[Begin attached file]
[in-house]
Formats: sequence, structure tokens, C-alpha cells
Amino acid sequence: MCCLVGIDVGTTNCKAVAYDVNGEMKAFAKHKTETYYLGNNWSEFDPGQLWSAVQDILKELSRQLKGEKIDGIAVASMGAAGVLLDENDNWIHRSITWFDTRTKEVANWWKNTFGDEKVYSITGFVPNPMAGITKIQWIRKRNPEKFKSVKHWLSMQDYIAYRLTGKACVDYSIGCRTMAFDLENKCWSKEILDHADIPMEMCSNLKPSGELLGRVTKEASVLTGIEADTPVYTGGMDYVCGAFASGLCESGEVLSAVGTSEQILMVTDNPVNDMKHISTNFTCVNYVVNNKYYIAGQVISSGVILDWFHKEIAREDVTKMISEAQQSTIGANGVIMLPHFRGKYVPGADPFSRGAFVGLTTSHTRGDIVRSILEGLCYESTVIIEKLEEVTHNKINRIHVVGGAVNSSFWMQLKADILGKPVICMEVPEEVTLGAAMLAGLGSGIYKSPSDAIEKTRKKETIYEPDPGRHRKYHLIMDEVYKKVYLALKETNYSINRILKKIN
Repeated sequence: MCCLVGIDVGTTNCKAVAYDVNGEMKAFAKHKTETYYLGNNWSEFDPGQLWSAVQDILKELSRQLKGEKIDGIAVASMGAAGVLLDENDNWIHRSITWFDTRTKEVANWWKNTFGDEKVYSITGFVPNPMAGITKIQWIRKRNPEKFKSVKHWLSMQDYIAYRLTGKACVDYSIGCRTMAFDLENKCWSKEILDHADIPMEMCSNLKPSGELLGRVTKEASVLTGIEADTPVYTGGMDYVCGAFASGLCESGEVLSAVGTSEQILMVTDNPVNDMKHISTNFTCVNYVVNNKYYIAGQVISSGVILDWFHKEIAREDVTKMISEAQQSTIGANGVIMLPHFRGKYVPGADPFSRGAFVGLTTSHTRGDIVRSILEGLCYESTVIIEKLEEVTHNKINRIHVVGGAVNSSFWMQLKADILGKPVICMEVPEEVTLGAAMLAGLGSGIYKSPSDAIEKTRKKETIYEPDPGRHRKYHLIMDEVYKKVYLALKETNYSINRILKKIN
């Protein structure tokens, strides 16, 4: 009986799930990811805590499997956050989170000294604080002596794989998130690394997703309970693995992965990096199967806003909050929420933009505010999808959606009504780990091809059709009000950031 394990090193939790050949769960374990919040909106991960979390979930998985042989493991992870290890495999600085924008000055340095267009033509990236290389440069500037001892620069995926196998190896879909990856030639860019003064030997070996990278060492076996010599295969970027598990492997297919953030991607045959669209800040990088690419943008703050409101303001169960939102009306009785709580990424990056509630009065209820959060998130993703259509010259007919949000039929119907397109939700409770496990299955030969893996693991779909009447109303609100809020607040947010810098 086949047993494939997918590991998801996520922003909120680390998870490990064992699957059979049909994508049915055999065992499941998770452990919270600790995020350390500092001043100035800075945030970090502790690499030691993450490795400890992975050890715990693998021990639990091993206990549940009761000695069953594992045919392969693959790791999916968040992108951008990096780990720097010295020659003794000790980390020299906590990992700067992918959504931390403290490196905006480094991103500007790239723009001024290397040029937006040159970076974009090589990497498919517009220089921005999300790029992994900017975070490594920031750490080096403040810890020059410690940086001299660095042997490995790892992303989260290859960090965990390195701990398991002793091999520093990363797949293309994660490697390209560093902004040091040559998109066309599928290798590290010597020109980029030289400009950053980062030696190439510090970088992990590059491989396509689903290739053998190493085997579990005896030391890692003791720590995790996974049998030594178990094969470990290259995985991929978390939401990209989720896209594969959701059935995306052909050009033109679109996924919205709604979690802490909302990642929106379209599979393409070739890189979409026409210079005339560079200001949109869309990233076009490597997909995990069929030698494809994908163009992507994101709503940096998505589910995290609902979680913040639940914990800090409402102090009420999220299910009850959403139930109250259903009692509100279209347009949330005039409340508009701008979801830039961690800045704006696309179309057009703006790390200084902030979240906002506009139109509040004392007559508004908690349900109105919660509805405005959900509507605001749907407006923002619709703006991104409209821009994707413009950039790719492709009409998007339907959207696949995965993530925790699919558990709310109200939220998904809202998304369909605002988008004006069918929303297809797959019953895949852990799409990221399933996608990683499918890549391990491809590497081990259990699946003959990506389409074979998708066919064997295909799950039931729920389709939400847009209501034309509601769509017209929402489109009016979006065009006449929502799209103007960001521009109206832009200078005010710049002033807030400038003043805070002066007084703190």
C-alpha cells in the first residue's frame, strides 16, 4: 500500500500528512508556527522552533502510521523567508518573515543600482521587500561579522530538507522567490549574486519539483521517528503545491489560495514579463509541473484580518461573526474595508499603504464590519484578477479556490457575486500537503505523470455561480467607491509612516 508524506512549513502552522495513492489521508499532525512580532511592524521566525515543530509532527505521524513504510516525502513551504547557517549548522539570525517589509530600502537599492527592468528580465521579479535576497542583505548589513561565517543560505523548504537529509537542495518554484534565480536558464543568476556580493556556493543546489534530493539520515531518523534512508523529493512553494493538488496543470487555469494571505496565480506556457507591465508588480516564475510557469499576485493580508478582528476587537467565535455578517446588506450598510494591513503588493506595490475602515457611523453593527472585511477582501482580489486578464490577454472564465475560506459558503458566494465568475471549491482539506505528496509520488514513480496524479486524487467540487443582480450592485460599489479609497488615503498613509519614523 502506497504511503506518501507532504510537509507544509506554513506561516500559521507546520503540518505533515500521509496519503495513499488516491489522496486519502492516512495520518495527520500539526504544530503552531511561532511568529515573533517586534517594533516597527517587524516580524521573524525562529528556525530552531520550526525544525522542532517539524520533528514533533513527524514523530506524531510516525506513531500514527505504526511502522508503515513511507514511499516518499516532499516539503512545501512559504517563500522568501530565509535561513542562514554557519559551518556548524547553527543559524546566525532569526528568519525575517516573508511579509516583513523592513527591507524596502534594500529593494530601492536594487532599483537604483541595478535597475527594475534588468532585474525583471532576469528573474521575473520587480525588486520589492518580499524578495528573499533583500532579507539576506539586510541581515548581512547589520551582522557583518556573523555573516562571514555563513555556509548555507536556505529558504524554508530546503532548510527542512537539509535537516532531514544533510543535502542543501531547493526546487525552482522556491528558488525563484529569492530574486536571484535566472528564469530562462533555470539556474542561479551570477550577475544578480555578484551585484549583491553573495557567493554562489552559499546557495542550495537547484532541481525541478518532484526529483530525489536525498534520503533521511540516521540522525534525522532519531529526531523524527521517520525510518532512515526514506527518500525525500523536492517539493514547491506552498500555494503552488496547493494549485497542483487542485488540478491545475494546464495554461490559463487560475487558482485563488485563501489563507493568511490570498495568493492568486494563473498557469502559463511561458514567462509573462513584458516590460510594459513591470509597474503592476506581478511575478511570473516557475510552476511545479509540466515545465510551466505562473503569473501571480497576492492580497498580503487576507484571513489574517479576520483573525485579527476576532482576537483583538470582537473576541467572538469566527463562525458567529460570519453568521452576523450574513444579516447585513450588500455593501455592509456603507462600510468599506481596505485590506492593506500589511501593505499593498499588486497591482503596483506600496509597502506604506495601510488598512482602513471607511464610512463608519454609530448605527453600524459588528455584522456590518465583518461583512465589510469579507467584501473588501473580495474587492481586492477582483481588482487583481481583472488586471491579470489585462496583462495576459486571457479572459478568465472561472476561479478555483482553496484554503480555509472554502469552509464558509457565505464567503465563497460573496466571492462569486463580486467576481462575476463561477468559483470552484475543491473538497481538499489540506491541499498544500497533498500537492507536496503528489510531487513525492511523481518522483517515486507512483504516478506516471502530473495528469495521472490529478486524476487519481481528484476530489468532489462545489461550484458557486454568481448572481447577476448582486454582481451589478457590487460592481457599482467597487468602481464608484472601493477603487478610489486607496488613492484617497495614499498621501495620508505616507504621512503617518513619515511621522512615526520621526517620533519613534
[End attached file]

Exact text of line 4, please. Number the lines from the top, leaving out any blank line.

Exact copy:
Repeated sequence: MCCLVGIDVGTTNCKAVAYDVNGEMKAFAKHKTETYYLGNNWSEFDPGQLWSAVQDILKELSRQLKGEKIDGIAVASMGAAGVLLDENDNWIHRSITWFDTRTKEVANWWKNTFGDEKVYSITGFVPNPMAGITKIQWIRKRNPEKFKSVKHWLSMQDYIAYRLTGKACVDYSIGCRTMAFDLENKCWSKEILDHADIPMEMCSNLKPSGELLGRVTKEASVLTGIEADTPVYTGGMDYVCGAFASGLCESGEVLSAVGTSEQILMVTDNPVNDMKHISTNFTCVNYVVNNKYYIAGQVISSGVILDWFHKEIAREDVTKMISEAQQSTIGANGVIMLPHFRGKYVPGADPFSRGAFVGLTTSHTRGDIVRSILEGLCYESTVIIEKLEEVTHNKINRIHVVGGAVNSSFWMQLKADILGKPVICMEVPEEVTLGAAMLAGLGSGIYKSPSDAIEKTRKKETIYEPDPGRHRKYHLIMDEVYKKVYLALKETNYSINRILKKIN